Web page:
• Condition 5 (Moderate): The neck and shoulders have a smooth transition with the rest of the neck, and the cross is rounded. The fat around the base of the tail is felt spongy, the ribs cannot be seen but can be easily felt.

 

  • Condition 6 (Moderately Fleshy): Fat begins to be deposited on the neck, on the withers and behind the shoulder. The fat at the base of the tail begins to feel soft and fluffy on the ribs. The loin may have a slight indentation due to the fatty accumulation around the spinous processes.

 

  • Condition 7 (Fleshy): At this point there is a fat deposit on the neck, on the withers and behind the shoulder, at the base of the tail the fat is felt smoothly. The ribs can be felt but between them there is a clear layer of fat. The indentation on the back becomes clearer.

 

  • Condition 8 (Obese): Cleavage in the back due to the fatty deposit, the ribs are difficult to feel. The neck is thick, with fatty deposit in the area behind the shoulder and follows the same line of the body. The cross is full of fatty deposits around it.

 

  • Condition 9 (Extremely Obese): Obvious indentation in the loin product of the fatty deposit, in the area of the ribs, fat is felt irregularly. Behind the shoulder, cross, neck and base of the tail you can see a bulge of fat.

 

The optimal body condition will depend on the activity carried out by the horse, as well as the condition for a breeding mare with conditions less than a rating of 4, it has been determined that they have a delay of 3 or 4 weeks in the first ovulation in reproductive season compared to mares with body conditions of 5 or more, they also require more cycles to be pregnant and there is a higher proportion of losses at the beginning of gestation. Horses with very high body conditions have long-term problems, for example, obese horses have a predisposition to suffer endocrine problems, colic, laminits, etc. On the other hand, horses with sports activities will perform poorly in sports if they are in extreme body conditions.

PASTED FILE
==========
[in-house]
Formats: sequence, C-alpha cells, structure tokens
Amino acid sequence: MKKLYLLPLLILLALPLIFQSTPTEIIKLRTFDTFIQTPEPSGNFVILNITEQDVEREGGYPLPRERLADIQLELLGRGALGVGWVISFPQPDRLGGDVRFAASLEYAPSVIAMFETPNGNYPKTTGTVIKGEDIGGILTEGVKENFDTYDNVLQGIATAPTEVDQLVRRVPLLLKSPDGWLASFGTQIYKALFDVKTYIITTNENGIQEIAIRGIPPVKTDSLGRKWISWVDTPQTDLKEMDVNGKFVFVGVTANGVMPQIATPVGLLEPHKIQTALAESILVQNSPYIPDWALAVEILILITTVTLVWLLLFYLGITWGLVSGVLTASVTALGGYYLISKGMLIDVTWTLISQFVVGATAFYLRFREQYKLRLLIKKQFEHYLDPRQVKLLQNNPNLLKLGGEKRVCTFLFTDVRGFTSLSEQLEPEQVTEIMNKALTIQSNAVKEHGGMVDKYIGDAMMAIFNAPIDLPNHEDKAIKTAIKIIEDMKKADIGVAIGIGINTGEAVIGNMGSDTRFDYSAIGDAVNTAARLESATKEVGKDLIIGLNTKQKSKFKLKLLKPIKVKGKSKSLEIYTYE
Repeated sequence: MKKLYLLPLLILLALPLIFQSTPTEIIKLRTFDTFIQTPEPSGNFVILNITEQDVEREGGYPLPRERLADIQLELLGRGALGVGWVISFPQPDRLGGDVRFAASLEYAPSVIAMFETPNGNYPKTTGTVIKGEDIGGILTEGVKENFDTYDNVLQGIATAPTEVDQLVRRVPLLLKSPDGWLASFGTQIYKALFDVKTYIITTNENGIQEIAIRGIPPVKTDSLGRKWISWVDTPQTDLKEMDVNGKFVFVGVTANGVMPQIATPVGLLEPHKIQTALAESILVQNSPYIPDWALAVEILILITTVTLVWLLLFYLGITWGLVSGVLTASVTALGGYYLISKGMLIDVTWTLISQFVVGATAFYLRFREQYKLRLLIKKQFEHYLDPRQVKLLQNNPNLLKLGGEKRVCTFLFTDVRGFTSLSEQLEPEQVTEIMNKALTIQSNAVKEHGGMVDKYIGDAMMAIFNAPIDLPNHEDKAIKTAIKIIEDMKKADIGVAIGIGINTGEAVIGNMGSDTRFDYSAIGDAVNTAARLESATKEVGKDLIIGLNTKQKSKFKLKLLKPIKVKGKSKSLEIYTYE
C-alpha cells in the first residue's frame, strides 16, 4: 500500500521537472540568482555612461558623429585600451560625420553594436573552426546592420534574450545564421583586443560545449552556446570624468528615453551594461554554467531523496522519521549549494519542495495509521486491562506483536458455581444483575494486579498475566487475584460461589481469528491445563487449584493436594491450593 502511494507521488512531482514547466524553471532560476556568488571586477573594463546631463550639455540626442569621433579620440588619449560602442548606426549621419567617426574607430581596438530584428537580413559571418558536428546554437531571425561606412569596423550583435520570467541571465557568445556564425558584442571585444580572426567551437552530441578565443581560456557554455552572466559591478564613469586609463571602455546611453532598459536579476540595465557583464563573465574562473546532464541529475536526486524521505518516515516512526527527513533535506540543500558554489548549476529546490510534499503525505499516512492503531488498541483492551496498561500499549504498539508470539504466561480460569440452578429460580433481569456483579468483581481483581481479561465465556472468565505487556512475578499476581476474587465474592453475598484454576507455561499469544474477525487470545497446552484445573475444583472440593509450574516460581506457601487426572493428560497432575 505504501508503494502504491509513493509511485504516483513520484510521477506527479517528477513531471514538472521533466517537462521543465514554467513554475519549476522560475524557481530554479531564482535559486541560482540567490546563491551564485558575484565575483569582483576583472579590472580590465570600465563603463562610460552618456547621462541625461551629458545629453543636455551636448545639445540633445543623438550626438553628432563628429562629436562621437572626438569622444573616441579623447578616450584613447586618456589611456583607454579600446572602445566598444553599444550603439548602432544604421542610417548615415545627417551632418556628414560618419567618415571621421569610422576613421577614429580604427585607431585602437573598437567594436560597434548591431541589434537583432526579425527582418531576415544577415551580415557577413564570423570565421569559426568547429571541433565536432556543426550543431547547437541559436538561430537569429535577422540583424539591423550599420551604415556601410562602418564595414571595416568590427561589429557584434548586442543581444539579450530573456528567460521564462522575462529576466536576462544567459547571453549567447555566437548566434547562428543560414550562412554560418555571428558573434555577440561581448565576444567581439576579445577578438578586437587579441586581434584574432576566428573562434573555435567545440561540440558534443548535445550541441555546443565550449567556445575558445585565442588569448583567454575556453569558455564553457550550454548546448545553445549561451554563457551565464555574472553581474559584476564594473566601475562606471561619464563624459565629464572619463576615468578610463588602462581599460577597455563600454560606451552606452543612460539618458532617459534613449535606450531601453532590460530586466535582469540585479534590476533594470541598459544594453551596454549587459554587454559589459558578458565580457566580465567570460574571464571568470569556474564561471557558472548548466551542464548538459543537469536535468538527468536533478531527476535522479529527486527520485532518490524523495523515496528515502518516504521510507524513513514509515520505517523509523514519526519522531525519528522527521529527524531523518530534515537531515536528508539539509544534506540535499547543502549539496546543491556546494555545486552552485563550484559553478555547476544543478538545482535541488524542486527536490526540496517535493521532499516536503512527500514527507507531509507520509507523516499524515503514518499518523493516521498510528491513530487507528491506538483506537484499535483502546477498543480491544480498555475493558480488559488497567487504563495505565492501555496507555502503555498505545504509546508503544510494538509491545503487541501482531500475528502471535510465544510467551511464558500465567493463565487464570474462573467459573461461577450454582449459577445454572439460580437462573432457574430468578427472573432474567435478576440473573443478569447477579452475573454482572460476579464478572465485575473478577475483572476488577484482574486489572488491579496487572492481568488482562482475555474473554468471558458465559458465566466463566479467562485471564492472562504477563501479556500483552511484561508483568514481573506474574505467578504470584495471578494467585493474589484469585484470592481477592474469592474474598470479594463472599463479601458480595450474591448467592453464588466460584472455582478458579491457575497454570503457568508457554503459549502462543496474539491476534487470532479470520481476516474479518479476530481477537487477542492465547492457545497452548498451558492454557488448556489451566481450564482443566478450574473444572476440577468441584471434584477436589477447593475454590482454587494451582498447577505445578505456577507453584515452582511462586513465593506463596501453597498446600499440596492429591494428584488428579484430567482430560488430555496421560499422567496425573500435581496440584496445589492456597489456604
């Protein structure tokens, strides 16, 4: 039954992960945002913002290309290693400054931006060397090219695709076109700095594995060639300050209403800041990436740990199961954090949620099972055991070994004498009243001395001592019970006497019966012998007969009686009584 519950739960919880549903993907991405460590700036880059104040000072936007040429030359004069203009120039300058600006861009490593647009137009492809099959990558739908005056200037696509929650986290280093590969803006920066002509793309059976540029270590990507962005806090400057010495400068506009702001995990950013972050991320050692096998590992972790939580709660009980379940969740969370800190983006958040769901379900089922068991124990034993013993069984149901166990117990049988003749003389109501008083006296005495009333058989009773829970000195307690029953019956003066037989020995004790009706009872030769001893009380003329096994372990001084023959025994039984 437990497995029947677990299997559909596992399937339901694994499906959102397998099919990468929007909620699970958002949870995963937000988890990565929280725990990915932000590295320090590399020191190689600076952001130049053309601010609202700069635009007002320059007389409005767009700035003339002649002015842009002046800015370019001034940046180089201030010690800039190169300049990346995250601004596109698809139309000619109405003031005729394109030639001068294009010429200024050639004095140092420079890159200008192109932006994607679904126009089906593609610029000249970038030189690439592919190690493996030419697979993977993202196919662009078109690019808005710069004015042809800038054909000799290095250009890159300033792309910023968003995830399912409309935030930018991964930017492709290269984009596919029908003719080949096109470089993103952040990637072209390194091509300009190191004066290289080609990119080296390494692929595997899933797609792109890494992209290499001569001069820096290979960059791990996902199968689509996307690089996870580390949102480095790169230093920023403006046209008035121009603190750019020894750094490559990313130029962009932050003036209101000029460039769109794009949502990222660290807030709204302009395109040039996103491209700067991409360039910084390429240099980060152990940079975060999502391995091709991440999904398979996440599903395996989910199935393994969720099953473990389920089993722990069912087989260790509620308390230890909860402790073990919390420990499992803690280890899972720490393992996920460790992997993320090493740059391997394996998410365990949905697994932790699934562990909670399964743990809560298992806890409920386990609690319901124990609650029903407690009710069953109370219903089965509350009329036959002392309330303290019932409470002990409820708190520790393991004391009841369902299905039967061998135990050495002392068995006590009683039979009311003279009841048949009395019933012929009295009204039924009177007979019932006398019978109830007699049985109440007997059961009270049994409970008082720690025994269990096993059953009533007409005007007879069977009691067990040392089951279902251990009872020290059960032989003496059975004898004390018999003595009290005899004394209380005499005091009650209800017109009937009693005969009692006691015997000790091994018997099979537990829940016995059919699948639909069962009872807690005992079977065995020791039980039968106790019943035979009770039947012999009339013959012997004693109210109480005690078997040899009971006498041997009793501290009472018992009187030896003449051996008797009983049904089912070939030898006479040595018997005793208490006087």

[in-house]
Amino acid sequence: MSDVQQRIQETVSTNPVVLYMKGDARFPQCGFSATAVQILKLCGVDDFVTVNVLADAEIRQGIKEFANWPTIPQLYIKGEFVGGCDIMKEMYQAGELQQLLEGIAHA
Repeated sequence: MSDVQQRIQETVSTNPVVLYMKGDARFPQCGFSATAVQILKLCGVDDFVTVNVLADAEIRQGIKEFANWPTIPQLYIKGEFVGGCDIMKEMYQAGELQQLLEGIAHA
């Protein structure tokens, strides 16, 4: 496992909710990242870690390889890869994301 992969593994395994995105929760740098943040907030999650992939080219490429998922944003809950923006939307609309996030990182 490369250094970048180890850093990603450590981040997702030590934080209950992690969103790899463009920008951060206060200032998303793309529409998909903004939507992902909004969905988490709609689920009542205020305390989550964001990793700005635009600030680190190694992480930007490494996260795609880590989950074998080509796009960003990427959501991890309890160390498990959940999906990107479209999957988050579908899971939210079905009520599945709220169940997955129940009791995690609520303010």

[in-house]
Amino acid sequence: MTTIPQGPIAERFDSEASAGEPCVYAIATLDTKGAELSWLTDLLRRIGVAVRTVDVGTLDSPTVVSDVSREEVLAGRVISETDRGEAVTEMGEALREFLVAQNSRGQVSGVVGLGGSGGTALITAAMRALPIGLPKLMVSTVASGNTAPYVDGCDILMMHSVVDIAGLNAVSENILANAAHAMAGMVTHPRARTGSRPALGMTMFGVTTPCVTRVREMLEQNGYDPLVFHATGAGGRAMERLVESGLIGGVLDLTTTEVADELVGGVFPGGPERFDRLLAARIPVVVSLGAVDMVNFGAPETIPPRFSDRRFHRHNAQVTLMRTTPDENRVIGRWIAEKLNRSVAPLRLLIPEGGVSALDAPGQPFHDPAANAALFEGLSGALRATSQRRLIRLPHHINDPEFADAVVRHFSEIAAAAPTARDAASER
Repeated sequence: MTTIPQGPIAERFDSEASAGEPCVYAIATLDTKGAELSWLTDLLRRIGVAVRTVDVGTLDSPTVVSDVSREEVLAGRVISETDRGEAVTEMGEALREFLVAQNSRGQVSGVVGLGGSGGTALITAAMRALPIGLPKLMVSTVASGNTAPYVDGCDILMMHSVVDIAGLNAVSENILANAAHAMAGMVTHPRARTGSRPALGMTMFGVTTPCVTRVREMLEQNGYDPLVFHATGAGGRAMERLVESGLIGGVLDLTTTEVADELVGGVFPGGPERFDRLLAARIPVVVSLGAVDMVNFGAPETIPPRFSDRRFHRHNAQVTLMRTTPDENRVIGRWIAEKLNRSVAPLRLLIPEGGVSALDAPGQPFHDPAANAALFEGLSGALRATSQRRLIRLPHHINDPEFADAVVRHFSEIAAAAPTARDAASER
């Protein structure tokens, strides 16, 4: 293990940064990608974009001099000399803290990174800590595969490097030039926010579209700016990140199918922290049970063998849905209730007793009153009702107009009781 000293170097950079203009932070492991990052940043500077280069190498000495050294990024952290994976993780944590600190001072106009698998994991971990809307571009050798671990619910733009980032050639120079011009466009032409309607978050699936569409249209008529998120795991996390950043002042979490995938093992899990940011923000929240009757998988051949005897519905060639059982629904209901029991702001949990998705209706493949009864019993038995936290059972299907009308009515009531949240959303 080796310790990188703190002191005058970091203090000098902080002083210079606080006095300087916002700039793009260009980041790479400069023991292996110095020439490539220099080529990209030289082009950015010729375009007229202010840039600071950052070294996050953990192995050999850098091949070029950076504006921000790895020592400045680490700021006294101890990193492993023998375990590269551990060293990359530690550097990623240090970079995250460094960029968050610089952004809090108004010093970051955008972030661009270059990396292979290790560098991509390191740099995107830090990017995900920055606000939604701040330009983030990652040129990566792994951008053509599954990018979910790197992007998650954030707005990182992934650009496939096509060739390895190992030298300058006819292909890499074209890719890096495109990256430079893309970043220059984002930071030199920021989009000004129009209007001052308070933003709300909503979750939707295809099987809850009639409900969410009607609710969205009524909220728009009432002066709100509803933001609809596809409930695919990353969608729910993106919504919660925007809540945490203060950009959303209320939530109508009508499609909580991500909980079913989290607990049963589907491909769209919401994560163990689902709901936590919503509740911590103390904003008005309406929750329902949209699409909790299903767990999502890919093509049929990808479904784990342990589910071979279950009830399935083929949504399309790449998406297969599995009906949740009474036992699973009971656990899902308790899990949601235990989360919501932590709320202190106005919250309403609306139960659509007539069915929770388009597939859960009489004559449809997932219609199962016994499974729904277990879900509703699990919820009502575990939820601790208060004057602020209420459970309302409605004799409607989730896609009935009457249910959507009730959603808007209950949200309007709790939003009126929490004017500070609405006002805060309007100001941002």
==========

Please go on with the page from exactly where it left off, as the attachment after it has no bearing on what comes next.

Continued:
In the case of mares in reproduction, it is recommended that they enter the reproductive season with a condition 6 or 7, since the nutritional demands at foaling and lactation are very high and can reduce their body condition. Stallions must have a similar body condition, since if their mare book is extensive, intensive use during the breeding season will lead them to lose weight.